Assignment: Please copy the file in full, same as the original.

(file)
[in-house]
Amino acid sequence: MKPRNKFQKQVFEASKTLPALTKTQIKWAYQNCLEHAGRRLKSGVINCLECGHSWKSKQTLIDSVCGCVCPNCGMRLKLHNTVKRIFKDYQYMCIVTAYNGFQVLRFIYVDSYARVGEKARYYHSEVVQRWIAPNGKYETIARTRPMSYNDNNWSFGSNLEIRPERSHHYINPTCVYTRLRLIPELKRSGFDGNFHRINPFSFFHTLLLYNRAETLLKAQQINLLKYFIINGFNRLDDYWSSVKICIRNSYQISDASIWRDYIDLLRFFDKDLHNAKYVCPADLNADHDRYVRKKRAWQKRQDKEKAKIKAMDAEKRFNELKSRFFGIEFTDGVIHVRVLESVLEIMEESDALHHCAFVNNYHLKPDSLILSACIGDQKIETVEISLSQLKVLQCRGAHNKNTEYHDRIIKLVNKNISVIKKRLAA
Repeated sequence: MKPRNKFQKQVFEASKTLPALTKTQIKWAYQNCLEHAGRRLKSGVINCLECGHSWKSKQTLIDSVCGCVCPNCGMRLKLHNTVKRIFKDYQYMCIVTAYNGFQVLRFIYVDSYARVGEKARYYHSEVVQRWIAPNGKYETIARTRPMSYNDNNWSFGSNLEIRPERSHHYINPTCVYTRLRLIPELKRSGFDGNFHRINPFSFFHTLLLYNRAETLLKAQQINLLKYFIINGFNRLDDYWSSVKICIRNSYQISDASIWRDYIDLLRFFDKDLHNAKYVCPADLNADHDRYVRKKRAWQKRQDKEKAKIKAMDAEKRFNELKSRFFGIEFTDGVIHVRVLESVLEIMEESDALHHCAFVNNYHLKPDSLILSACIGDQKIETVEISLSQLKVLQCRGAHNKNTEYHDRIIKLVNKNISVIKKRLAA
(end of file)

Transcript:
[in-house]
Amino acid sequence: MKPRNKFQKQVFEASKTLPALTKTQIKWAYQNCLEHAGRRLKSGVINCLECGHSWKSKQTLIDSVCGCVCPNCGMRLKLHNTVKRIFKDYQYMCIVTAYNGFQVLRFIYVDSYARVGEKARYYHSEVVQRWIAPNGKYETIARTRPMSYNDNNWSFGSNLEIRPERSHHYINPTCVYTRLRLIPELKRSGFDGNFHRINPFSFFHTLLLYNRAETLLKAQQINLLKYFIINGFNRLDDYWSSVKICIRNSYQISDASIWRDYIDLLRFFDKDLHNAKYVCPADLNADHDRYVRKKRAWQKRQDKEKAKIKAMDAEKRFNELKSRFFGIEFTDGVIHVRVLESVLEIMEESDALHHCAFVNNYHLKPDSLILSACIGDQKIETVEISLSQLKVLQCRGAHNKNTEYHDRIIKLVNKNISVIKKRLAA
Repeated sequence: MKPRNKFQKQVFEASKTLPALTKTQIKWAYQNCLEHAGRRLKSGVINCLECGHSWKSKQTLIDSVCGCVCPNCGMRLKLHNTVKRIFKDYQYMCIVTAYNGFQVLRFIYVDSYARVGEKARYYHSEVVQRWIAPNGKYETIARTRPMSYNDNNWSFGSNLEIRPERSHHYINPTCVYTRLRLIPELKRSGFDGNFHRINPFSFFHTLLLYNRAETLLKAQQINLLKYFIINGFNRLDDYWSSVKICIRNSYQISDASIWRDYIDLLRFFDKDLHNAKYVCPADLNADHDRYVRKKRAWQKRQDKEKAKIKAMDAEKRFNELKSRFFGIEFTDGVIHVRVLESVLEIMEESDALHHCAFVNNYHLKPDSLILSACIGDQKIETVEISLSQLKVLQCRGAHNKNTEYHDRIIKLVNKNISVIKKRLAA